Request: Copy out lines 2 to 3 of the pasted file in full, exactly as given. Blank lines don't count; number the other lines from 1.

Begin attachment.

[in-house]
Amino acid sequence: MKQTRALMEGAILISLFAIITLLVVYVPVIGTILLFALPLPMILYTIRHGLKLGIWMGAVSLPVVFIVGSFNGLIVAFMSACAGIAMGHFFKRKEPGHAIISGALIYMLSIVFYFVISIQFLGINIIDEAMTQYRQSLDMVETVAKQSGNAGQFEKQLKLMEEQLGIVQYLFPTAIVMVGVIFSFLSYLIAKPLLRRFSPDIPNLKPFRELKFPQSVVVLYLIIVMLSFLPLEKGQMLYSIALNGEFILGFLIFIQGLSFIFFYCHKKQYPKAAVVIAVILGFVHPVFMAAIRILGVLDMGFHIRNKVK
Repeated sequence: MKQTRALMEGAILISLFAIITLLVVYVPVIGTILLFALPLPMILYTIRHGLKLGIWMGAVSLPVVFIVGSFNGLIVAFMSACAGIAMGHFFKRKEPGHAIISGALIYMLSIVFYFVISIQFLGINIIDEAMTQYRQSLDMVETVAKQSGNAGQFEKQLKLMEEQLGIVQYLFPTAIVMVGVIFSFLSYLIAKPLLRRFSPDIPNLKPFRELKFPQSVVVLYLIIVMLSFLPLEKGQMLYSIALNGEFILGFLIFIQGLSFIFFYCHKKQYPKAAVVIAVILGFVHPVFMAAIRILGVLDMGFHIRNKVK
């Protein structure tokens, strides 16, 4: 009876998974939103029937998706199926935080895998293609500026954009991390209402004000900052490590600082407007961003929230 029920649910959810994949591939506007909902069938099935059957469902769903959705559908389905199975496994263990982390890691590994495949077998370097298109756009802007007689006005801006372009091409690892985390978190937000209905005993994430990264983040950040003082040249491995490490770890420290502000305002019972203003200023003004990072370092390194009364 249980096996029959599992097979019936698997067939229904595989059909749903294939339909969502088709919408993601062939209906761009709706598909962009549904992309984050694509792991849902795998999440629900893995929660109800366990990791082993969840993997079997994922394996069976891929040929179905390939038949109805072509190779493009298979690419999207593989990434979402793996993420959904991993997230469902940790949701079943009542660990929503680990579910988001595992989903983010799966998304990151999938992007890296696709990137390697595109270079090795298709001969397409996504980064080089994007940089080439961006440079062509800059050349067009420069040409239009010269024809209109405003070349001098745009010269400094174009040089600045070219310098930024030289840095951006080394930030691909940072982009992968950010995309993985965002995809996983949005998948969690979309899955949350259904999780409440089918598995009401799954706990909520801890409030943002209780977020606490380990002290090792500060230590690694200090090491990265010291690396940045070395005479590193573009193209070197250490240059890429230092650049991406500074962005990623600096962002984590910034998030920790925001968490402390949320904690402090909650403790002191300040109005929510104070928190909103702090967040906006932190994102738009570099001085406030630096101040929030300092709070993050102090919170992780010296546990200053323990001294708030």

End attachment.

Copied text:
Amino acid sequence: MKQTRALMEGAILISLFAIITLLVVYVPVIGTILLFALPLPMILYTIRHGLKLGIWMGAVSLPVVFIVGSFNGLIVAFMSACAGIAMGHFFKRKEPGHAIISGALIYMLSIVFYFVISIQFLGINIIDEAMTQYRQSLDMVETVAKQSGNAGQFEKQLKLMEEQLGIVQYLFPTAIVMVGVIFSFLSYLIAKPLLRRFSPDIPNLKPFRELKFPQSVVVLYLIIVMLSFLPLEKGQMLYSIALNGEFILGFLIFIQGLSFIFFYCHKKQYPKAAVVIAVILGFVHPVFMAAIRILGVLDMGFHIRNKVK
Repeated sequence: MKQTRALMEGAILISLFAIITLLVVYVPVIGTILLFALPLPMILYTIRHGLKLGIWMGAVSLPVVFIVGSFNGLIVAFMSACAGIAMGHFFKRKEPGHAIISGALIYMLSIVFYFVISIQFLGINIIDEAMTQYRQSLDMVETVAKQSGNAGQFEKQLKLMEEQLGIVQYLFPTAIVMVGVIFSFLSYLIAKPLLRRFSPDIPNLKPFRELKFPQSVVVLYLIIVMLSFLPLEKGQMLYSIALNGEFILGFLIFIQGLSFIFFYCHKKQYPKAAVVIAVILGFVHPVFMAAIRILGVLDMGFHIRNKVK